Hobby Losses (Portfolio 548)

Tax Management Portfolio, Hobby Losses, No. 548-2nd describes the operation of §183, which is intended to prevent taxpayers from converting nondeductible personal expenses into deductible business expenses.

To view this Portfolio, take a free trial to Bloomberg Tax

Bloomberg Tax

This Portfolio is available with a subscription to Bloomberg Tax, a comprehensive research solution including over 500 Tax Management Portfolios, practice tools, primary sources and timely news.


Tax Management Portfolio, Hobby Losses, No. 548-2nd describes the operation of §183, which is intended to prevent taxpayers from converting nondeductible personal expenses into deductible business expenses.

This Portfolio explores the §183 “hobby loss” rule, under which a taxpayer's deduction for expenses incurred in an activity not engaged in for profit is limited to the income generated by the activity. The regulations under §183 contain a list of factors for determining profit intent. These factors, which are based on prior case law, are intended to provide an objective means of determining the taxpayer's subjective intent.

Section 183 imposes a “tier system” for deducting expenses in cases in which the potential deductions exceed the allowable deductions. First tier deductions are items, such as real estate taxes, that are deductible without regard to business use or profit motive. Second tier deductions are out-of-pocket expenses attributable to the activity or home business use. Third tier deductions are items, such as depreciation, which affect the basis of property.


Robert W. Wood

Robert W. Wood is a 1979 graduate of University of Chicago Law School where he earned a Juris Doctor and won the Florence James Adams Prize. He practices law with Wood & Porter in San Francisco, California (www.woodporter.com) where he provides services for domestic and international clients on a variety of state, federal, and international tax matters. Mr. Wood is admitted to practice law in California, New York, Arizona, Washington, Montana, Wyoming, Texas and the District of Columbia. He is also admitted to practice as a Solicitor in England and Wales. Mr. Wood is a tax expert and has been designated by the State Bar of California as a Certified Specialist in Taxation.
Mr. Wood is the author of over 35 books in the field of taxation, and is recognized as a leading authority and commentator. He is particularly well known for his work concerning the taxation of damage awards and settlement payments, and is the author of the leading treatises in this area, Taxation of Damage Awards and Settlement Payments (4th Ed., Tax Institute © 2009), Qualified Settlement Funds and Section 468B (Tax Institute © 2009), and Legal Guide to Independent Contractor Status (4th Ed., Tax Institute © 2007). Mr. Wood is also the founder and Editor-in-Chief of The M&A Tax Report, a national monthly newsletter addressing tax techniques and trends affecting mergers and acquisitions. For a complete list of Mr. Wood's publications, please visit www.woodporter.com.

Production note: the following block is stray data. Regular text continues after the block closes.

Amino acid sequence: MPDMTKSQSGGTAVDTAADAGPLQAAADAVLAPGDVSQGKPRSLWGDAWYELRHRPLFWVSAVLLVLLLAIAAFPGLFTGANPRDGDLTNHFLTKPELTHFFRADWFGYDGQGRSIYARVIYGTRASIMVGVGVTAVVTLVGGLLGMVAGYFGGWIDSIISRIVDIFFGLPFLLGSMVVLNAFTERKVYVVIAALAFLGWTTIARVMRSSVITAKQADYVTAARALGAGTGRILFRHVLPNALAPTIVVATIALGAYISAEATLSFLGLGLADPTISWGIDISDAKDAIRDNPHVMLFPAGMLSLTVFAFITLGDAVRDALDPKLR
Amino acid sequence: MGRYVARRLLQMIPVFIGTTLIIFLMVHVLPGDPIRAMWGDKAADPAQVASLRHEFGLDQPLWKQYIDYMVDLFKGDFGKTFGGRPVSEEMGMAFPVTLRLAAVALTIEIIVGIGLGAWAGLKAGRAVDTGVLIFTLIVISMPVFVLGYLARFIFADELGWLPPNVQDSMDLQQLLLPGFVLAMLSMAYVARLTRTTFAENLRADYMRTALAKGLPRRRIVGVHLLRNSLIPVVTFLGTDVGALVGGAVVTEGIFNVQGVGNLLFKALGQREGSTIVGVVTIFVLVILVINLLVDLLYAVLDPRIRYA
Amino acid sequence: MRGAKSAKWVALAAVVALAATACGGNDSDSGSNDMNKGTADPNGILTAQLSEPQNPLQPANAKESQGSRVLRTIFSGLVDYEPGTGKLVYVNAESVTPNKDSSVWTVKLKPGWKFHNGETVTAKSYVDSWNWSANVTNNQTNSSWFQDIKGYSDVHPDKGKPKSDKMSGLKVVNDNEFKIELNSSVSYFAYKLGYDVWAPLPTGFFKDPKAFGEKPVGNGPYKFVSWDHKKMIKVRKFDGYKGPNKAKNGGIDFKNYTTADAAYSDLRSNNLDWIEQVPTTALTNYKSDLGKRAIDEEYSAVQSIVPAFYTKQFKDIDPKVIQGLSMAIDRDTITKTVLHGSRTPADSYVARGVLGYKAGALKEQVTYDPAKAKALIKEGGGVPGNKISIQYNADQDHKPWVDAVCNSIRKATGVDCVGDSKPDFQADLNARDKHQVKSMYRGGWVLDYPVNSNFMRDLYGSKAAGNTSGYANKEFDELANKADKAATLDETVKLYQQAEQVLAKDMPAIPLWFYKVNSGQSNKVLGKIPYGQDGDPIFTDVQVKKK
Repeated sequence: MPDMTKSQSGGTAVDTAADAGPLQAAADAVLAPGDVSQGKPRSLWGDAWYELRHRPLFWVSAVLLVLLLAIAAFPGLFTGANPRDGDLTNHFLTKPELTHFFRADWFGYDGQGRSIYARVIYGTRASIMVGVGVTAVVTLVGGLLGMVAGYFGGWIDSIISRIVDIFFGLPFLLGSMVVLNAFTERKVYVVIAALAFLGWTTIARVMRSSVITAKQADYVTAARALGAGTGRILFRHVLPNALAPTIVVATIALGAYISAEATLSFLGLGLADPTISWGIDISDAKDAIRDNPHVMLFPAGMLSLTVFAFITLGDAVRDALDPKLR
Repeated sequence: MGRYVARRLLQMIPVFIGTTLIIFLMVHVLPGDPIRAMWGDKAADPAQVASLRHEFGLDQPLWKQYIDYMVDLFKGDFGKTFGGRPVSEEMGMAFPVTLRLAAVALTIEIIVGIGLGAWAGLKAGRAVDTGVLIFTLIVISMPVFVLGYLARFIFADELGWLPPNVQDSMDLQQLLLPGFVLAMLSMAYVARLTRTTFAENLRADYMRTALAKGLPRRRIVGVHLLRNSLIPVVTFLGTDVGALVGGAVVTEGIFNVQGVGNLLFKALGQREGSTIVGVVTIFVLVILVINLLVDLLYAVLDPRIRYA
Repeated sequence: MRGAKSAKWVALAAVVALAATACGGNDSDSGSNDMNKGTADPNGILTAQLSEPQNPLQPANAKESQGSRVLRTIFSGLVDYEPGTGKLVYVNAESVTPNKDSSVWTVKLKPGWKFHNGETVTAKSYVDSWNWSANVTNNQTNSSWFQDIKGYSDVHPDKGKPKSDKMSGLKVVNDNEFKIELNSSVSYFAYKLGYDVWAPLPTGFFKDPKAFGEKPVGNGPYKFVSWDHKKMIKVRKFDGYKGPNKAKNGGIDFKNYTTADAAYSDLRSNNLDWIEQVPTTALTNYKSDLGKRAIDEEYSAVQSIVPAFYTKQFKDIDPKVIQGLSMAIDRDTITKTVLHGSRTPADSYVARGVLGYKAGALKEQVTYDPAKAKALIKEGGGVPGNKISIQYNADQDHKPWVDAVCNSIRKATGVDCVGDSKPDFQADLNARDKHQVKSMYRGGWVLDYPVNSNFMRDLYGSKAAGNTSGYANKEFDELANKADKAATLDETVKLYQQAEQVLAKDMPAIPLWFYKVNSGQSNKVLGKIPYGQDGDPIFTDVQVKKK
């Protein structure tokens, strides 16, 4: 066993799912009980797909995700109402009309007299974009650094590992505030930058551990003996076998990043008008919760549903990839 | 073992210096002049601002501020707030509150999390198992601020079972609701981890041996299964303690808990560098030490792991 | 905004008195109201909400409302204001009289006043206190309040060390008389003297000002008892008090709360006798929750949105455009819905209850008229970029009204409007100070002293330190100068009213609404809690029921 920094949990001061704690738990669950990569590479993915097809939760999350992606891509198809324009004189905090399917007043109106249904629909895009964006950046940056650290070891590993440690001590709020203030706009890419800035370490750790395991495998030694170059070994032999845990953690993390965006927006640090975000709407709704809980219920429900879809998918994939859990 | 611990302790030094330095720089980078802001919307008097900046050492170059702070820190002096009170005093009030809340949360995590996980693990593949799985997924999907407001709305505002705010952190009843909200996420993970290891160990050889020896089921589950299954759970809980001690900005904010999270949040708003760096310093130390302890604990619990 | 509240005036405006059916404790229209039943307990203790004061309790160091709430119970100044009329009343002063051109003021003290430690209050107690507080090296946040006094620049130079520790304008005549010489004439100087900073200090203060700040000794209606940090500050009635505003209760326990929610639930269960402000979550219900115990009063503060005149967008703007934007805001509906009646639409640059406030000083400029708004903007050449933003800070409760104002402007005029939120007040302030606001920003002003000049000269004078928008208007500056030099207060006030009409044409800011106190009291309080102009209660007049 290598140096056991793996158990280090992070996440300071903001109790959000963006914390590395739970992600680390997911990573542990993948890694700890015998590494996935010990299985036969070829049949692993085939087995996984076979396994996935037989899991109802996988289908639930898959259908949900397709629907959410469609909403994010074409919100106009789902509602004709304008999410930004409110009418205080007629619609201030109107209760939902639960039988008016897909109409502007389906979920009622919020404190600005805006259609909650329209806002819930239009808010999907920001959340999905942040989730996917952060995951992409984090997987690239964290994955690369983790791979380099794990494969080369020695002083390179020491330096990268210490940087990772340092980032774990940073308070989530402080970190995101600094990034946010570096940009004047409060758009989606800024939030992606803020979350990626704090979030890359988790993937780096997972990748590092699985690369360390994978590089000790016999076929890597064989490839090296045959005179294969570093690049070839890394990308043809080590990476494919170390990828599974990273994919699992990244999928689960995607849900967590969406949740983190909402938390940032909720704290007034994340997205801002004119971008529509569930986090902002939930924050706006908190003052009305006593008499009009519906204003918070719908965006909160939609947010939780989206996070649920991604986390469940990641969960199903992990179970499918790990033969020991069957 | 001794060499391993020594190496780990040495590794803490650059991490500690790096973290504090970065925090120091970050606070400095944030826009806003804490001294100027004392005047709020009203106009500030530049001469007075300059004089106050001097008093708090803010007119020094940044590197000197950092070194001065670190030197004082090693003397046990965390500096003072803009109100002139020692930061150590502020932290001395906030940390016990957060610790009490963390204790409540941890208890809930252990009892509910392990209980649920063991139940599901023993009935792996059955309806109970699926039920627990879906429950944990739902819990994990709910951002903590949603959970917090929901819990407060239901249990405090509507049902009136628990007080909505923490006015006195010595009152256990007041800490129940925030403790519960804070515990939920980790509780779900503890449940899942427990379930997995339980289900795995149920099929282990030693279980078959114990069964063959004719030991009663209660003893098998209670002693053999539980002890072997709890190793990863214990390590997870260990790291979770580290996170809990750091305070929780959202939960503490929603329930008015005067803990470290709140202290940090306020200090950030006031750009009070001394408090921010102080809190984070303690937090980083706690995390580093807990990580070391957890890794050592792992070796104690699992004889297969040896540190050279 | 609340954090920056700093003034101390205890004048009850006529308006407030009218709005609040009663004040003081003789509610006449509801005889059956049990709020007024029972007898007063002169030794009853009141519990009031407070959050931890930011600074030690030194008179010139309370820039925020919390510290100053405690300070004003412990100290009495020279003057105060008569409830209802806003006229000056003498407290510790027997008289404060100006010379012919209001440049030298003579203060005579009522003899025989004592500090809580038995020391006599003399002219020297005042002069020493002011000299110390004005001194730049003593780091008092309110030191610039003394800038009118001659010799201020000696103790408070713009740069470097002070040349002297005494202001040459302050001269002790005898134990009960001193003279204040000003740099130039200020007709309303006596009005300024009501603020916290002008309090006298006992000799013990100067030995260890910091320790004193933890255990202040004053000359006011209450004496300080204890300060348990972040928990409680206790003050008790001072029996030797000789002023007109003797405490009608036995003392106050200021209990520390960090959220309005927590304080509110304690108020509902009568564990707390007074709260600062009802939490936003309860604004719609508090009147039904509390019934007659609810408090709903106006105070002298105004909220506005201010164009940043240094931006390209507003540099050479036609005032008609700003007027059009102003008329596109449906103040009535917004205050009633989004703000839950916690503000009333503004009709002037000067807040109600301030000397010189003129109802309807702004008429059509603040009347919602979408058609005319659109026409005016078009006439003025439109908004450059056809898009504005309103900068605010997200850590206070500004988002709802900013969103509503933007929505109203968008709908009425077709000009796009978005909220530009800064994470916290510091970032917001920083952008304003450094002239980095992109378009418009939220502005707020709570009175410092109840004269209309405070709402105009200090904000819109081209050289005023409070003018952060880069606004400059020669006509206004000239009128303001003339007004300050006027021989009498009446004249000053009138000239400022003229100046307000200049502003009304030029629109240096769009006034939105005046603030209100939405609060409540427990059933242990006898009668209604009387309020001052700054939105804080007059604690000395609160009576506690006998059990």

Table of Contents

Detailed Analysis

I. Introduction

A. Overview of § 183

B. Legislative History

II. Section 183 Disallowance of Hobby Losses

A. Losses Attributable to Activities Not Engaged in for Profit Disallowed

1. Profit Intent Requirement

2. Subjective Intent Versus Objective Intent

3. Reasonable Intent Versus Good Faith Intent

4. Degree of Taxpayer's Profit Intent

5. What Constitutes a Profit

a. Unrealized Asset Appreciation

b. Before-Tax or After-Tax Profits

6. Time When Profit Intent Is Determined

7. Profit Intent May Be Determined by Entire Economic Relationship

B. Taxpayers Subject to § 183 Hobby Loss Rules

C. Presumption of Profit Intent

1. Special Rule for Horse Owners

2. Election to Defer Determination of Profit Presumption

3. Effect of Profit Presumption

D. Section 183 Disallowance of Hobby Losses Must Be Applied to Each Activity

1. Segregation of Separate Activities

2. Allocation of Income and Expenses to Separate Activities

E. Relevant Factors in Determining Profit Intent

1. Manner in Which the Taxpayer Carries on the Activity

a. Businesslike Manner

b. Adequate Records

c. Changes in Operating Methods

2. Expertise of the Taxpayer or Advisors

a. Consultation with Experts

b. Reliance on Appraisals and Other Data

3. Time and Effort Expended by the Taxpayer in Carrying on the Activity

4. Expectation that Assets Used in the Activity May Appreciate in Value

5. Taxpayer's Success in Carrying on Other Similar or Dissimilar Activities

6. Taxpayer's History of Income or Losses with Respect to the Activity

a. Startup Losses

b. Fortuitous Circumstances

7. Profits Actually Earned and Possibility of Ultimate Profit

8. Taxpayer's Financial Status

9. Elements of Personal Pleasure or Recreation

a. Personal Motives

b. Recreational Facilities

10. Miscellaneous Factors

F. Deductions Allowed Under § 183: the “Tier System”

1. Tier One - Otherwise Allowable Deductions: Taxes, Casualty Losses, Certain Interest, etc.

2. Tier Two - Operating Expenses Less Than Gross Income

3. Tier Three - Depreciation Less Than Gross Income

4. Examples of Deductions Allowed Under § 183

a. Example 1

b. Example 2

G. Interplay with § 280A Disallowance of Losses Attributable to Business Use of a Home

H. Interplay with § 469 Passive Activity Limits

I. Conversion of Principal Residence to Rental Property Prior to Sale

J. Effect of § 67 Floor Under Miscellaneous Itemized Deductions and § 68 Overall Limit on Itemized Deductions

K. Interplay with § 465 At-Risk Limits

L. Avoiding § 183 Disallowance of Hobby Losses

Working Papers

Working Papers

Table of Worksheets

Worksheet 1 Committee Reports Excerpts on § 183 - Activities Not Engaged in For Profit

Worksheet 2 Completed Form 5213, Sample § 183(e) Election to Postpone Determination of Whether Presumption Applies that an Activity is Engaged in For Profit